Tracing the origins of dominoes takes us on a historical journey, with the earliest attributions pointing to China in the 12th century. However, the narrative is scattered with claims suggesting an even more ancient inception in Egypt and other parts of Asia. A domino set was found in King Tutankhamen's tomb, which dates back to the 18th dynasty in Egypt, around 1355 BC, now housed in a museum in Cairo. Yet, the oldest recorded Chinese domino set dates to 1120 AD. It's feasible that dominoes could have evolved independently across different cultures throughout history, much like the development of ordinary dice.
The chronicles of Chinese history present various tales regarding the creation of dominoes, although these are likely more myth than fact. One legend credits the invention to a soldier named Hung Ming (181 - 234 AD), who devised the game to keep his troops vigilant during night watches. Another tale suggests a 12th-century figure, Keung T'ai Kung, as the inventor. The ancient text "Chu sz Yam" (Investigations on the Traditions of All Things) narrates a story of an unnamed nobleman presenting the game to Emperor Hui Tsung, whose son, Kao Tsung, spread the game beyond China's borders. These accounts, while colorful, cannot be reliably confirmed as the true origins of dominoes.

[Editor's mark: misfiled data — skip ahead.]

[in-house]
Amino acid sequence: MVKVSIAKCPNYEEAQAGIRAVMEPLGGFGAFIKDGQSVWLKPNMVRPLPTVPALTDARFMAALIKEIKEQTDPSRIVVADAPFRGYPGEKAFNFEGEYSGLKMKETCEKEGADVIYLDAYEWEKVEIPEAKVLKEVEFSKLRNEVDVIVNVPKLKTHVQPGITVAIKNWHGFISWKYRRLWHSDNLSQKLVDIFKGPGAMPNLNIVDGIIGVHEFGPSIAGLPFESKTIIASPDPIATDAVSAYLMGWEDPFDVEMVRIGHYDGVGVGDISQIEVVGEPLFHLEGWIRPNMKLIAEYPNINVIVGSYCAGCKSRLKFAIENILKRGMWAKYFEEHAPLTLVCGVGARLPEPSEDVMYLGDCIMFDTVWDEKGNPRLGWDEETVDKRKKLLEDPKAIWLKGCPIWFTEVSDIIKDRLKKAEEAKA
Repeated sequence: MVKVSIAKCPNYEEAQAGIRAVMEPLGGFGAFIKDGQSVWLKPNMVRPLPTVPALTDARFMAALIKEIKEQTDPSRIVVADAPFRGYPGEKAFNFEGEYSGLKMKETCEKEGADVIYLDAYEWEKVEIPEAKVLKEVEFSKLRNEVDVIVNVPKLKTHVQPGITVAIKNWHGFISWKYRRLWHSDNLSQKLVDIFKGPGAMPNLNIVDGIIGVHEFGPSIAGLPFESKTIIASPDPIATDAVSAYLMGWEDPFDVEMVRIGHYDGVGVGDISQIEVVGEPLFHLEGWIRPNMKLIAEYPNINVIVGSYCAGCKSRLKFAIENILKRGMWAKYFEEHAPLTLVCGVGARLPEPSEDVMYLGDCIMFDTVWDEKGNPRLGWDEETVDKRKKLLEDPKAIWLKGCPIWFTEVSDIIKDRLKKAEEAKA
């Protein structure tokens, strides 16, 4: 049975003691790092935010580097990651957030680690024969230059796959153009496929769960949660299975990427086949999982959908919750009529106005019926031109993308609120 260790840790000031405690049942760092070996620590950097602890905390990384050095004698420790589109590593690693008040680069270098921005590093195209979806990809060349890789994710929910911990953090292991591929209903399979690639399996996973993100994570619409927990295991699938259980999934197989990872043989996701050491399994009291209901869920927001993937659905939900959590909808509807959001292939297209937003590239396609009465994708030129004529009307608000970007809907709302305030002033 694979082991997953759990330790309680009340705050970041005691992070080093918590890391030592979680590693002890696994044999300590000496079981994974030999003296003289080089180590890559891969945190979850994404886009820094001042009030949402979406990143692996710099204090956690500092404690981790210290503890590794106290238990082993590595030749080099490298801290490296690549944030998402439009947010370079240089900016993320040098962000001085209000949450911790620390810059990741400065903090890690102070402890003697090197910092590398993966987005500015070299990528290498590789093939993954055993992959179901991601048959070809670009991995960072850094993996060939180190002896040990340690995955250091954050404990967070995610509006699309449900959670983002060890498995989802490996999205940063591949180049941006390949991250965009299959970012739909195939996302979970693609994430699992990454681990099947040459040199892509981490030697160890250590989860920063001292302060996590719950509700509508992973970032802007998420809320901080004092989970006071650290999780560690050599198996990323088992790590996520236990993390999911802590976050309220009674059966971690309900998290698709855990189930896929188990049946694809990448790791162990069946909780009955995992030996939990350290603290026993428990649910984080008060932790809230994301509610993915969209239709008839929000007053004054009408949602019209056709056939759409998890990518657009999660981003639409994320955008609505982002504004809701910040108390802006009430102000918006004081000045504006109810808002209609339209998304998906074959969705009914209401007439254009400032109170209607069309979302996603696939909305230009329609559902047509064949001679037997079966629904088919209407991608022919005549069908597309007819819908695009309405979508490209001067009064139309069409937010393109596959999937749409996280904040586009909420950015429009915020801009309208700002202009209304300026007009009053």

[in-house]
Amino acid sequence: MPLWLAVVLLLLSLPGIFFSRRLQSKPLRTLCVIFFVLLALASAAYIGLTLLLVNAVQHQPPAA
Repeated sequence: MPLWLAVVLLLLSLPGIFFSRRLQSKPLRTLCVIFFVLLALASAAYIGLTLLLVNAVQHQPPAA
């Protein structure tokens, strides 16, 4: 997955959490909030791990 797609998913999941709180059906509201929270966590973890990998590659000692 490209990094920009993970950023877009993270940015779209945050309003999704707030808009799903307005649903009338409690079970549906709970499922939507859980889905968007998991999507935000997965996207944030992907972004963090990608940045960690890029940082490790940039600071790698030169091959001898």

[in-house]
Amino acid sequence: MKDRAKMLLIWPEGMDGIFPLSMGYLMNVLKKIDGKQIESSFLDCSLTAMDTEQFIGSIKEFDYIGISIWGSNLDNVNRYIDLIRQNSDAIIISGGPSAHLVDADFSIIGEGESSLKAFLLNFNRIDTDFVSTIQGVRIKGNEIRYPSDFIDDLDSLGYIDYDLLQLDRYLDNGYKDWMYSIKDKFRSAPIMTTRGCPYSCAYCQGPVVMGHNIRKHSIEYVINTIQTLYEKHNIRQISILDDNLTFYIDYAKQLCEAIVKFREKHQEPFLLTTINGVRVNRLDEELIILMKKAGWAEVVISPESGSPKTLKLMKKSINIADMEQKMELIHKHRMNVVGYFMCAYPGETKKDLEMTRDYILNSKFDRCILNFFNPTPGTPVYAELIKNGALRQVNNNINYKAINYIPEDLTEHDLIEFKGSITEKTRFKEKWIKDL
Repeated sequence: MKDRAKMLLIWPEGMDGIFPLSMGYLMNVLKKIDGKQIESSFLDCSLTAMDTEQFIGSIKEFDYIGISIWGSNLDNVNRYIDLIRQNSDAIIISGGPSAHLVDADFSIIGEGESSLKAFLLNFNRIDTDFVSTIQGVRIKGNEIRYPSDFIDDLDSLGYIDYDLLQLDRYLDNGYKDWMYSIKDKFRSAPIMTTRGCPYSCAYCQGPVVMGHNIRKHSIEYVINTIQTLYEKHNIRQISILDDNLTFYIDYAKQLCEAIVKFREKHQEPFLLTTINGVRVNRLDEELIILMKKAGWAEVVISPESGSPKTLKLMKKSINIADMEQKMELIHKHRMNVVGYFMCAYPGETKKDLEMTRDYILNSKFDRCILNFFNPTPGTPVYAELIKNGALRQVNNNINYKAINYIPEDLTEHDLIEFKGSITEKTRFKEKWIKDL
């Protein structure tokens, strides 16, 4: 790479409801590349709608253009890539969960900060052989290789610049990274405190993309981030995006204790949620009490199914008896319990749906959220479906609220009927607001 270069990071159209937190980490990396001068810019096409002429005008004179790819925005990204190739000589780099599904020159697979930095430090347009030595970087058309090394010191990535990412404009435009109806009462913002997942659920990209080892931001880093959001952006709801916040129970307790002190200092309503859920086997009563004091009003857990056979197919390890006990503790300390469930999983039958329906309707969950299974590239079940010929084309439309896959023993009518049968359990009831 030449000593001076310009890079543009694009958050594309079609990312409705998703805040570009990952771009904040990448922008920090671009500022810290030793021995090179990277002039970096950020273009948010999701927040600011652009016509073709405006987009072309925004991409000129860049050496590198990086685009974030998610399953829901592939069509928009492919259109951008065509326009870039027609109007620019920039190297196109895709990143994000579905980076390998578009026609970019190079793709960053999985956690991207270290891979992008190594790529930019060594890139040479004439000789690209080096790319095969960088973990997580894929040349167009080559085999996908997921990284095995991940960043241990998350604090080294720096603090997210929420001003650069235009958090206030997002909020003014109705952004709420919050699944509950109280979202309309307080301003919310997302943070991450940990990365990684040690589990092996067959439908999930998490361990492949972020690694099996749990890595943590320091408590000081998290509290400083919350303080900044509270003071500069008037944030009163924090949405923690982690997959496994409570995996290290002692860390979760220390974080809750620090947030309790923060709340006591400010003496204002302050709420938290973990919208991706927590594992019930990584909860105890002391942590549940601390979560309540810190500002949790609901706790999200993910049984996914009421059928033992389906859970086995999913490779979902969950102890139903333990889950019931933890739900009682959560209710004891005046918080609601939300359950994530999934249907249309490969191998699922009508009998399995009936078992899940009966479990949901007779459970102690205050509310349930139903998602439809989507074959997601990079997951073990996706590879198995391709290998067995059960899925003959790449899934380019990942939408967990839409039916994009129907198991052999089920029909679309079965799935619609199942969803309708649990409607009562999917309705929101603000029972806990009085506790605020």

Dominoes didn't make their way to Western societies until the 18th century, first documented in Italy. Their arrival in Italy is speculated to have been through the Far East trade routes, but the exact path remains a mystery. The game then fanned out across Europe, reaching England by the late 18th century—potentially brought over by French prisoners of war—and quickly became a staple in inns and taverns.
The term "domino" itself may have been inspired by the black dots set against a white background, similar to the appearance of a 'domino' hood worn by Christian priests in Europe. The name echoes the Latin "dominus," meaning "lord" or "master."
A close relationship is apparent between dominoes and spotted dice, suggesting that dominoes may have been modeled after dice, incorporating all the possible outcomes of two six-sided dice onto the tiles. The ancient Babylonians used numbered clay tiles for accounting, which may also serve as a conceptual precursor to dominoes. The creation of dominoes, it seems, might simply be the merging of game-playing dice with business accounting tools.